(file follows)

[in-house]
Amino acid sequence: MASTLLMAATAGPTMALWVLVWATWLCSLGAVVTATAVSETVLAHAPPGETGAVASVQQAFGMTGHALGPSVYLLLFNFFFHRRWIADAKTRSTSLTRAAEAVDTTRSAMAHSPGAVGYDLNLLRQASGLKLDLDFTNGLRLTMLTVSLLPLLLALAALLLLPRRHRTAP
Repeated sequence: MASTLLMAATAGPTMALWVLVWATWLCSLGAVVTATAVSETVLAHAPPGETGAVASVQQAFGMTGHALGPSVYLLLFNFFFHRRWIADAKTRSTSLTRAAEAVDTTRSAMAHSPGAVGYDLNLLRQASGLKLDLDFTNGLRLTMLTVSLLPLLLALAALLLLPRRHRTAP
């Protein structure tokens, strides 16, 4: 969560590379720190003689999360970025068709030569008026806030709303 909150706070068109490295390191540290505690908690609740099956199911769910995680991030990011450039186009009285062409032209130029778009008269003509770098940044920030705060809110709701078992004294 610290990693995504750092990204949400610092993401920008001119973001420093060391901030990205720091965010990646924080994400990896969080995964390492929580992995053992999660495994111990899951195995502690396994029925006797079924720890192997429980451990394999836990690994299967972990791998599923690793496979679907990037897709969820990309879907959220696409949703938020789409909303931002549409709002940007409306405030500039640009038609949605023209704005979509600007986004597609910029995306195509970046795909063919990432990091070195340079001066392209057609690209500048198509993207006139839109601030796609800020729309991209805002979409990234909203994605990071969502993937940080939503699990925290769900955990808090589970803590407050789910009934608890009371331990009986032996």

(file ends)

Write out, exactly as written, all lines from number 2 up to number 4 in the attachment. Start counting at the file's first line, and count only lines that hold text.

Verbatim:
Amino acid sequence: MASTLLMAATAGPTMALWVLVWATWLCSLGAVVTATAVSETVLAHAPPGETGAVASVQQAFGMTGHALGPSVYLLLFNFFFHRRWIADAKTRSTSLTRAAEAVDTTRSAMAHSPGAVGYDLNLLRQASGLKLDLDFTNGLRLTMLTVSLLPLLLALAALLLLPRRHRTAP
Repeated sequence: MASTLLMAATAGPTMALWVLVWATWLCSLGAVVTATAVSETVLAHAPPGETGAVASVQQAFGMTGHALGPSVYLLLFNFFFHRRWIADAKTRSTSLTRAAEAVDTTRSAMAHSPGAVGYDLNLLRQASGLKLDLDFTNGLRLTMLTVSLLPLLLALAALLLLPRRHRTAP
């Protein structure tokens, strides 16, 4: 969560590379720190003689999360970025068709030569008026806030709303 909150706070068109490295390191540290505690908690609740099956199911769910995680991030990011450039186009009285062409032209130029778009008269003509770098940044920030705060809110709701078992004294 610290990693995504750092990204949400610092993401920008001119973001420093060391901030990205720091965010990646924080994400990896969080995964390492929580992995053992999660495994111990899951195995502690396994029925006797079924720890192997429980451990394999836990690994299967972990791998599923690793496979679907990037897709969820990309879907959220696409949703938020789409909303931002549409709002940007409306405030500039640009038609949605023209704005979509600007986004597609910029995306195509970046795909063919990432990091070195340079001066392209057609690209500048198509993207006139839109601030796609800020729309991209805002979409990234909203994605990071969502993937940080939503699990925290769900955990808090589970803590407050789910009934608890009371331990009986032996």